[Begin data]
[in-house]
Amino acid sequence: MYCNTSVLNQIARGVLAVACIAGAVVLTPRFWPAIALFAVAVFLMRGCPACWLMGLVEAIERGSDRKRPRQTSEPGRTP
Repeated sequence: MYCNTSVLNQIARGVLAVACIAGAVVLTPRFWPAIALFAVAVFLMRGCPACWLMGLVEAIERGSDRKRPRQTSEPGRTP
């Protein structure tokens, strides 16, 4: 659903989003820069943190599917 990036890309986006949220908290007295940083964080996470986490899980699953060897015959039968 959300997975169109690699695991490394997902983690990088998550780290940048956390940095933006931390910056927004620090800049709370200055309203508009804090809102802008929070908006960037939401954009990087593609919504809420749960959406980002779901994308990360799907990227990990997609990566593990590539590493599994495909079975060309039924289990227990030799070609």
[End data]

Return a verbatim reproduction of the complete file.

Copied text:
[in-house]
Amino acid sequence: MYCNTSVLNQIARGVLAVACIAGAVVLTPRFWPAIALFAVAVFLMRGCPACWLMGLVEAIERGSDRKRPRQTSEPGRTP
Repeated sequence: MYCNTSVLNQIARGVLAVACIAGAVVLTPRFWPAIALFAVAVFLMRGCPACWLMGLVEAIERGSDRKRPRQTSEPGRTP
């Protein structure tokens, strides 16, 4: 659903989003820069943190599917 990036890309986006949220908290007295940083964080996470986490899980699953060897015959039968 959300997975169109690699695991490394997902983690990088998550780290940048956390940095933006931390910056927004620090800049709370200055309203508009804090809102802008929070908006960037939401954009990087593609919504809420749960959406980002779901994308990360799907990227990990997609990566593990590539590493599994495909079975060309039924289990227990030799070609």